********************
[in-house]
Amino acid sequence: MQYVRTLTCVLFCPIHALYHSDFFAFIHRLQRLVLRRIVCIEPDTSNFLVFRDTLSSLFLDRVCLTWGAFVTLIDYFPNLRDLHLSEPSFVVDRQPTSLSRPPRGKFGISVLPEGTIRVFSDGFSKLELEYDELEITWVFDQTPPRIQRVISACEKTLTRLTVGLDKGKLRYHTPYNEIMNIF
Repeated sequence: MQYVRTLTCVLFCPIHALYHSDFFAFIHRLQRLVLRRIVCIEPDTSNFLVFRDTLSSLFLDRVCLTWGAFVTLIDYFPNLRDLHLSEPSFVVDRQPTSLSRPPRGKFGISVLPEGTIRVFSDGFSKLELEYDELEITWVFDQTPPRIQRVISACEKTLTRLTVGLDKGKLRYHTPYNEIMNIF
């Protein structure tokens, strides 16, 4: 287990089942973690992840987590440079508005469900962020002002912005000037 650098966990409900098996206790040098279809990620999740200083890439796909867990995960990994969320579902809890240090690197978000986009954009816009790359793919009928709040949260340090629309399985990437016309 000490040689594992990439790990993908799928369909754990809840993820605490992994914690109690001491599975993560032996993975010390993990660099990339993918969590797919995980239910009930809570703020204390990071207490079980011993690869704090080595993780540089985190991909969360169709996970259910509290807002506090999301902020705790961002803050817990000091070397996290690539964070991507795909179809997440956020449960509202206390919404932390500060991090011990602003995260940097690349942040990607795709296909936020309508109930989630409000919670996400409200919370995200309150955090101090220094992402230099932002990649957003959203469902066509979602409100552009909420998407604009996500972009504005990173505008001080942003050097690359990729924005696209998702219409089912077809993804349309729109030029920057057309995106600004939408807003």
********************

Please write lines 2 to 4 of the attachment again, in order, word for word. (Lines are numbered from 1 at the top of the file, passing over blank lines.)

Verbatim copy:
Amino acid sequence: MQYVRTLTCVLFCPIHALYHSDFFAFIHRLQRLVLRRIVCIEPDTSNFLVFRDTLSSLFLDRVCLTWGAFVTLIDYFPNLRDLHLSEPSFVVDRQPTSLSRPPRGKFGISVLPEGTIRVFSDGFSKLELEYDELEITWVFDQTPPRIQRVISACEKTLTRLTVGLDKGKLRYHTPYNEIMNIF
Repeated sequence: MQYVRTLTCVLFCPIHALYHSDFFAFIHRLQRLVLRRIVCIEPDTSNFLVFRDTLSSLFLDRVCLTWGAFVTLIDYFPNLRDLHLSEPSFVVDRQPTSLSRPPRGKFGISVLPEGTIRVFSDGFSKLELEYDELEITWVFDQTPPRIQRVISACEKTLTRLTVGLDKGKLRYHTPYNEIMNIF
């Protein structure tokens, strides 16, 4: 287990089942973690992840987590440079508005469900962020002002912005000037 650098966990409900098996206790040098279809990620999740200083890439796909867990995960990994969320579902809890240090690197978000986009954009816009790359793919009928709040949260340090629309399985990437016309 000490040689594992990439790990993908799928369909754990809840993820605490992994914690109690001491599975993560032996993975010390993990660099990339993918969590797919995980239910009930809570703020204390990071207490079980011993690869704090080595993780540089985190991909969360169709996970259910509290807002506090999301902020705790961002803050817990000091070397996290690539964070991507795909179809997440956020449960509202206390919404932390500060991090011990602003995260940097690349942040990607795709296909936020309508109930989630409000919670996400409200919370995200309150955090101090220094992402230099932002990649957003959203469902066509979602409100552009909420998407604009996500972009504005990173505008001080942003050097690359990729924005696209998702219409089912077809993804349309729109030029920057057309995106600004939408807003």